I look at my phone and it’s six AM. I had planned to get up earlier to do some writing, but I had apparently passed out from exhaustion before setting my alarm on the phone. I’m trying to figure out why the bathroom light and the main light in my room are blinking alternately, which is what has woken me up otherwise I’d probably still be sleeping much past my departure time for the airport. When I try to turn those lights off, or anything else on in the room for that matter, nothing seems to want to work and it’s then that I realize the power must be out or at least there’s some major malfunction. It was truly a blessing in disguise as I would have missed my flight had it not been for being awakened by those incredibly annoying lights. As I’ve been told by a very wise man in the past, there are no coincidences, just “God-incidents,” and Father Bill definitely knew what he was talking about.
Thankfully, there’s more than enough light in the room (remember, no window) for me to quickly pack my things as my flashlight was in the extra duffel they made me check and isn’t with me at the time. Oh yes, there’s always the flashlight on my phone in case the lights go out totally and I check to make sure it charged overnight which is one thing I did right. It’s amazing how incredibly exhausted you become from traveling without even realizing it. Yes, the phone did charge and the blinking lights are still on, but for how long. Jumping in the shower was a risk if everything went out, so I had to pass up my last chance at a nice shower for several days until I arrive at FAME. I gathered my things, double checking to make sure I had all of my chargers and my passport from the safe and I’m off. Walking out of the doors to head across to the main hotel lobby I am hit with a blast of hot and humid air that immediately fogs my glasses to the extent that they are totally useless until I finally get into the lobby where once again I can see. It’s just after six am and the temperature is still 100°, but the “real feel” temperature is 115°, and the humidity is probably 70%. Like being in a sauna is perhaps an understatement.
After checking out and telling the desk clerk about my room (these things are expected in other countries and I’m used to it from spending so much time in Tanzania where brown-outs are commonplace) so they’re aware, I thank him for my lovely stay (it was truly lovely and I have Abubakar to thank for that) and hail my Uber ride. Dreading stepping outside into the heat again, I watched my driver approaching with the app on my phone until the last minute, took off my glasses this time and made my way to the street. I had plenty of time to make my flight, but my breakfast was in jeopardy and it was rush hour traffic. Luckily, the airport in Qatar is massive and there were no lines to go through immigration or security so I was able to spend about half an hour in the club having coffee, cereal and fruit prior to heading off for my gate and the last leg of my trip to Kilimanjaro.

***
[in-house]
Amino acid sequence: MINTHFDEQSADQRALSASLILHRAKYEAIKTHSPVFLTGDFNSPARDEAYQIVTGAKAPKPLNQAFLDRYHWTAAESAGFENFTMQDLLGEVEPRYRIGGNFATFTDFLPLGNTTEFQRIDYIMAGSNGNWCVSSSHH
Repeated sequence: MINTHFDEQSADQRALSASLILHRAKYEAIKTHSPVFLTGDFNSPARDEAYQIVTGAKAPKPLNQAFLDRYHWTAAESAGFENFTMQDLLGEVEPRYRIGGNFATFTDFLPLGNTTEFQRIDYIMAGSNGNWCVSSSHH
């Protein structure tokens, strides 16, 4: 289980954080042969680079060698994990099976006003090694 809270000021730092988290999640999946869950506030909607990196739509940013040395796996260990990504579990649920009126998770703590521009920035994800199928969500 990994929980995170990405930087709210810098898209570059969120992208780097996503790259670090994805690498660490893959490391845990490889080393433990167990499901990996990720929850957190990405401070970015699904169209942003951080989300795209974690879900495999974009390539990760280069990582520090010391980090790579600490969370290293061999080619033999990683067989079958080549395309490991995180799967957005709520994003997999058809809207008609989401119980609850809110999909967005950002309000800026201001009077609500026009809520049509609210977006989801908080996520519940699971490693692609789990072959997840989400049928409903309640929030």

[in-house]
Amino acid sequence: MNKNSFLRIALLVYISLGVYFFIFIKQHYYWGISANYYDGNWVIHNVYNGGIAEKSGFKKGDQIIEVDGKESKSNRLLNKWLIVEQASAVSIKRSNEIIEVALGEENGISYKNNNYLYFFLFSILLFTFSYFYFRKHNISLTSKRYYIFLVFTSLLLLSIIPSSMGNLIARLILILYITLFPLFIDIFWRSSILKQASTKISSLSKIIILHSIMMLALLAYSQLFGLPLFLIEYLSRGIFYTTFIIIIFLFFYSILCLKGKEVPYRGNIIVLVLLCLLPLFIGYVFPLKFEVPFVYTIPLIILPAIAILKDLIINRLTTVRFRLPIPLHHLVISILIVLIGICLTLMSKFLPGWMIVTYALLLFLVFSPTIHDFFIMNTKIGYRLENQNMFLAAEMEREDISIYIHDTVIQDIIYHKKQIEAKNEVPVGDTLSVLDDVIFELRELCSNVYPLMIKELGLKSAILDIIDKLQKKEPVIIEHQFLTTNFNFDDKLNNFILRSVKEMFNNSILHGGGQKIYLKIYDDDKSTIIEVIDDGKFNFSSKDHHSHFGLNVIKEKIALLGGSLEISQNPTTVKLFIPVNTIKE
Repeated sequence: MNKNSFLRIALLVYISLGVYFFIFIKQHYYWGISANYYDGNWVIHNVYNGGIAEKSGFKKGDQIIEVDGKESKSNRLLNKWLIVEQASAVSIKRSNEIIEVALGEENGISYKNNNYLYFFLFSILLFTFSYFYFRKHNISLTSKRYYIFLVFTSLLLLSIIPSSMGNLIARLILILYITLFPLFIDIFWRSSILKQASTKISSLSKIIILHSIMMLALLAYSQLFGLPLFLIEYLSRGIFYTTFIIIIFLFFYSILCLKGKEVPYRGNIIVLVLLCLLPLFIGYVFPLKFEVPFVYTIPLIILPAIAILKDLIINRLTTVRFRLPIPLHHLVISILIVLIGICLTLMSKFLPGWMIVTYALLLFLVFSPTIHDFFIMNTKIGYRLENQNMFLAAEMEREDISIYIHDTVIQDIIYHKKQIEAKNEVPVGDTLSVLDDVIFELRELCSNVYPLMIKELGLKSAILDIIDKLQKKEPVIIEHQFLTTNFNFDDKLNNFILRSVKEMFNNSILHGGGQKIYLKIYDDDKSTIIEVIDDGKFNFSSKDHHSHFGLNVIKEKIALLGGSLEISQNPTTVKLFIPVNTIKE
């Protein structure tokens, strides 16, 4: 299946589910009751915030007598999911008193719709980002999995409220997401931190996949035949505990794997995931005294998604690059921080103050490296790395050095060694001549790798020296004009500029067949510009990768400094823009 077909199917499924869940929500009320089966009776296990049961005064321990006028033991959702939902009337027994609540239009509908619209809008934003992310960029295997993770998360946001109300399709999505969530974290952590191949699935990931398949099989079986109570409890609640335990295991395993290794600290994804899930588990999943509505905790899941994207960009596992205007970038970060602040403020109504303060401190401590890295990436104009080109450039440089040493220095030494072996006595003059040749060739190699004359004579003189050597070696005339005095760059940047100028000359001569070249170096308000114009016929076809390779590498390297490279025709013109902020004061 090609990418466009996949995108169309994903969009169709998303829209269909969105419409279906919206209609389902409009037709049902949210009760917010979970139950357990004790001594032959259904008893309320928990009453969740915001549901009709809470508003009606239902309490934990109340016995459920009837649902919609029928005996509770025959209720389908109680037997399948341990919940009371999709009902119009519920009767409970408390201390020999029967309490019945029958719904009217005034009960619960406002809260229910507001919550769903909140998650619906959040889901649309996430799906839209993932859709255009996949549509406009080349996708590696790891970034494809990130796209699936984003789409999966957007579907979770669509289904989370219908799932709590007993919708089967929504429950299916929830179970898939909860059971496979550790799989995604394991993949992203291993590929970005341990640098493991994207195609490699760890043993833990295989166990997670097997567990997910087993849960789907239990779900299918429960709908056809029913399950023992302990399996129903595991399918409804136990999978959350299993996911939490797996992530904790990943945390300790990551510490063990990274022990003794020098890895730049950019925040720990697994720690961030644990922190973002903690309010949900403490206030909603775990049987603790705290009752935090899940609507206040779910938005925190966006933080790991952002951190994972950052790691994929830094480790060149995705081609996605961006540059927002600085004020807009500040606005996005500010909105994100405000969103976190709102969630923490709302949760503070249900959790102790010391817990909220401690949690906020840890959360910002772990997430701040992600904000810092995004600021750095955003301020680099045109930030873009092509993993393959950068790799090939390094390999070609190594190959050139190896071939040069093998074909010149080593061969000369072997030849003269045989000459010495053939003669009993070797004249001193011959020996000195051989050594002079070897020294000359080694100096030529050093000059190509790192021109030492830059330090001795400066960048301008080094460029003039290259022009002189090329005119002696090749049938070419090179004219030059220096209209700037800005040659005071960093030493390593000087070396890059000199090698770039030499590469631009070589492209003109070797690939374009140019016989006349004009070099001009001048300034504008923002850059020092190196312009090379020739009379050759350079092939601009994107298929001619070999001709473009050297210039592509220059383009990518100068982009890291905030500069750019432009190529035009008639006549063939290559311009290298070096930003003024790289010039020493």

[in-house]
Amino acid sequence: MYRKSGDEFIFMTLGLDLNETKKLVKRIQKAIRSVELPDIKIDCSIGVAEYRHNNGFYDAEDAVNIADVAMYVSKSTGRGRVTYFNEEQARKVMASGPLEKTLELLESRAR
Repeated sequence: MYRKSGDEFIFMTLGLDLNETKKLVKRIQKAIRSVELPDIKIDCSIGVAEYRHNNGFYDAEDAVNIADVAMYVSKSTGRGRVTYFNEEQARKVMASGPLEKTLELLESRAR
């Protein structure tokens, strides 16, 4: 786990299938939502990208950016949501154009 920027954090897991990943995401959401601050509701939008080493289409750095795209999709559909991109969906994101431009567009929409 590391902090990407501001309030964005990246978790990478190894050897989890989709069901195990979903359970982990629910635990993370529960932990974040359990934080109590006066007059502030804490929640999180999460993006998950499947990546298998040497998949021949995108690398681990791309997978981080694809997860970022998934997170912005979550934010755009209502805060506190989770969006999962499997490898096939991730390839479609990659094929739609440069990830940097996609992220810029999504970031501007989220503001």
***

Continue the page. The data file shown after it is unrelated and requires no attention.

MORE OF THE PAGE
The flight went smoothly, though my next adventure of getting my visa and going through customs was unfortunately decidedly different. Long ago, I would always send our passports to the Tanzanian embassy in Washington, D.C., where they would process our visas so we’d have them on arrival. Two years ago, though, they decided that volunteers here should have a business visa and, at that time, the embassy was unable to process these, which meant that we’d have to get them on arrival at the airport. About two weeks ago, I learned that the visa application process was now changed to online (a good thing), but I was concerned that they wouldn’t be able to process them in time for us to arrive (which I confirmed by speaking with the embassy) and so it was back to plan A, get them at the airport which I had been warned could take an excessive amount of time meaning up to two hours. My arrival to the airport confirmed this worry with incredibly long lines at the first visa window and further verified by the snail’s pace we were moving once I was in them. Needless to say, we will be doing this process online in the future. An hour and a half later, I was finally through the process and into baggage claim where, gratefully, my three duffels were still sitting.
Now came the process of going through customs. This has also changed quite drastically over the ten years I have been coming and, I will say, all for the right reasons. Customs is a means for a government to collect taxes or tariffs on goods not purchased here, thereby protecting their own economy. This makes absolute sense, but unfortunately, there are many items that are just unable to be purchased here and must be brought in. So, in the end, this is a necessary evil that shouldn’t be looked upon as anything less and is merely the government doing what any other does in as similar situation. Regardless, this took me another hour or so to get through, so all told, Pendo and Violet had been waiting outside for nearly three hours for me to get through the entire process. They had been worried sick about me as I didn’t have a working sim card yet and it wasn’t until I was in customs that I realized the airport now has a working WiFi I could use to contact them. I had arrived just before 3 PM and by the time we were in the car departing the airport, it was well after 5 PM with the sun setting in front of us.
All was well, though, as I was back in Tanzania, my other home, and with my family here. Gabby and Gabriel were waiting for me at home, both six months older than the last time I had seen them and with Gabriel now taking up a storm, but somehow only wanting to say “Michael” constantly. This is such a familiar place to me and I now move between the two cultures effortlessly. It is a wonderful feeling that has so enriched my life and I am forever grateful for that first visit here so many years ago and all those who have supported me on this journey.